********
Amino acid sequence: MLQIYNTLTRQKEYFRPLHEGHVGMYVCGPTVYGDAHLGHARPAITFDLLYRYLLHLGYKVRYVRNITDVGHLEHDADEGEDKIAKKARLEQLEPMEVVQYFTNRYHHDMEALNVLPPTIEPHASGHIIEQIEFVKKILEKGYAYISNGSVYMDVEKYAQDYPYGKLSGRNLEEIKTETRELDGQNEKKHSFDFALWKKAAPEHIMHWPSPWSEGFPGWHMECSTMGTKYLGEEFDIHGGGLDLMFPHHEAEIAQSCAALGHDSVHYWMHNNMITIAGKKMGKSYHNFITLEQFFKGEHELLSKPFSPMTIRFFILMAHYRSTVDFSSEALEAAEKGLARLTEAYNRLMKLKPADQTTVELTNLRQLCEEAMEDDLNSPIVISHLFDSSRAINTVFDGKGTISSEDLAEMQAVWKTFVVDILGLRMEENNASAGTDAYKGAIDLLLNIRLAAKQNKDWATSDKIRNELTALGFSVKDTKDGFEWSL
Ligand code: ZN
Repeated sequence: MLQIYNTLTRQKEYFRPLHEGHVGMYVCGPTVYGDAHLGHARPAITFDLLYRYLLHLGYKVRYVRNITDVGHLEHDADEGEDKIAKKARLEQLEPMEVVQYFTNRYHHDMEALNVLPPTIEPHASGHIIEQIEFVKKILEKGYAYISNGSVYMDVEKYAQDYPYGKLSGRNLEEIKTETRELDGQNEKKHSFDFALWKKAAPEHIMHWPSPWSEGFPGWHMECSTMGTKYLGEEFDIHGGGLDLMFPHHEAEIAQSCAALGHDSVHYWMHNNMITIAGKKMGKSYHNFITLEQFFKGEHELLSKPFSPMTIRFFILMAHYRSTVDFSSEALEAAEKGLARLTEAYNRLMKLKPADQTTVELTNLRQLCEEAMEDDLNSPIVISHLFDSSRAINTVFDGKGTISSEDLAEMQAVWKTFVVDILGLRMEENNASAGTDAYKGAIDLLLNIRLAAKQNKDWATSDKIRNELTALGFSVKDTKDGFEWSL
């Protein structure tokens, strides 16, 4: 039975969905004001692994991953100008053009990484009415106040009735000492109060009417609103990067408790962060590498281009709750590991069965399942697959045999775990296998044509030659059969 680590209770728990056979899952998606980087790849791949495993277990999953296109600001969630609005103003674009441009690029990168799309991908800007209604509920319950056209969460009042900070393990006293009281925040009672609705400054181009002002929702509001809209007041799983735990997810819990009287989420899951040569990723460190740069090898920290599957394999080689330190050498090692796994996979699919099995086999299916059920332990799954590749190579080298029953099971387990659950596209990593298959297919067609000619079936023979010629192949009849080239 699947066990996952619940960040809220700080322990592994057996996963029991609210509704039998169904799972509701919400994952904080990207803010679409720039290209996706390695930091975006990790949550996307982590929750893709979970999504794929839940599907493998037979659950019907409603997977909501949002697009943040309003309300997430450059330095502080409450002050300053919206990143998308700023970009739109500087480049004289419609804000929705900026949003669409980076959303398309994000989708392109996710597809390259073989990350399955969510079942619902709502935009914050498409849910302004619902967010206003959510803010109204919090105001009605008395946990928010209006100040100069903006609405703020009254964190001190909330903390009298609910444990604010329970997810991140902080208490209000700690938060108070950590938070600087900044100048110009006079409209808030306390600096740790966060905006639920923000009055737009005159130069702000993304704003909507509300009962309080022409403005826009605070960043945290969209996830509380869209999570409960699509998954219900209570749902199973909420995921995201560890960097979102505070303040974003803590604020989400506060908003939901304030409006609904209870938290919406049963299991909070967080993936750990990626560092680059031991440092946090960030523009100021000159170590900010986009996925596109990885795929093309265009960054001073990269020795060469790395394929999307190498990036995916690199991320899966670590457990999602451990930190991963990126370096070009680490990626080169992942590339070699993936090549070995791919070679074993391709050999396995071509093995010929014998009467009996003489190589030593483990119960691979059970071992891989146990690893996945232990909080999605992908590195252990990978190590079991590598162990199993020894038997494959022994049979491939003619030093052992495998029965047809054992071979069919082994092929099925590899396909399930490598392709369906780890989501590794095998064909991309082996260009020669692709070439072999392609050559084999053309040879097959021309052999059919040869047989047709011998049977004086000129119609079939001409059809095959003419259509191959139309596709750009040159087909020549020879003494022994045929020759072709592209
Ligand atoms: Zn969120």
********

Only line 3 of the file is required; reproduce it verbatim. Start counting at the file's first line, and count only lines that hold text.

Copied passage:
Repeated sequence: MLQIYNTLTRQKEYFRPLHEGHVGMYVCGPTVYGDAHLGHARPAITFDLLYRYLLHLGYKVRYVRNITDVGHLEHDADEGEDKIAKKARLEQLEPMEVVQYFTNRYHHDMEALNVLPPTIEPHASGHIIEQIEFVKKILEKGYAYISNGSVYMDVEKYAQDYPYGKLSGRNLEEIKTETRELDGQNEKKHSFDFALWKKAAPEHIMHWPSPWSEGFPGWHMECSTMGTKYLGEEFDIHGGGLDLMFPHHEAEIAQSCAALGHDSVHYWMHNNMITIAGKKMGKSYHNFITLEQFFKGEHELLSKPFSPMTIRFFILMAHYRSTVDFSSEALEAAEKGLARLTEAYNRLMKLKPADQTTVELTNLRQLCEEAMEDDLNSPIVISHLFDSSRAINTVFDGKGTISSEDLAEMQAVWKTFVVDILGLRMEENNASAGTDAYKGAIDLLLNIRLAAKQNKDWATSDKIRNELTALGFSVKDTKDGFEWSL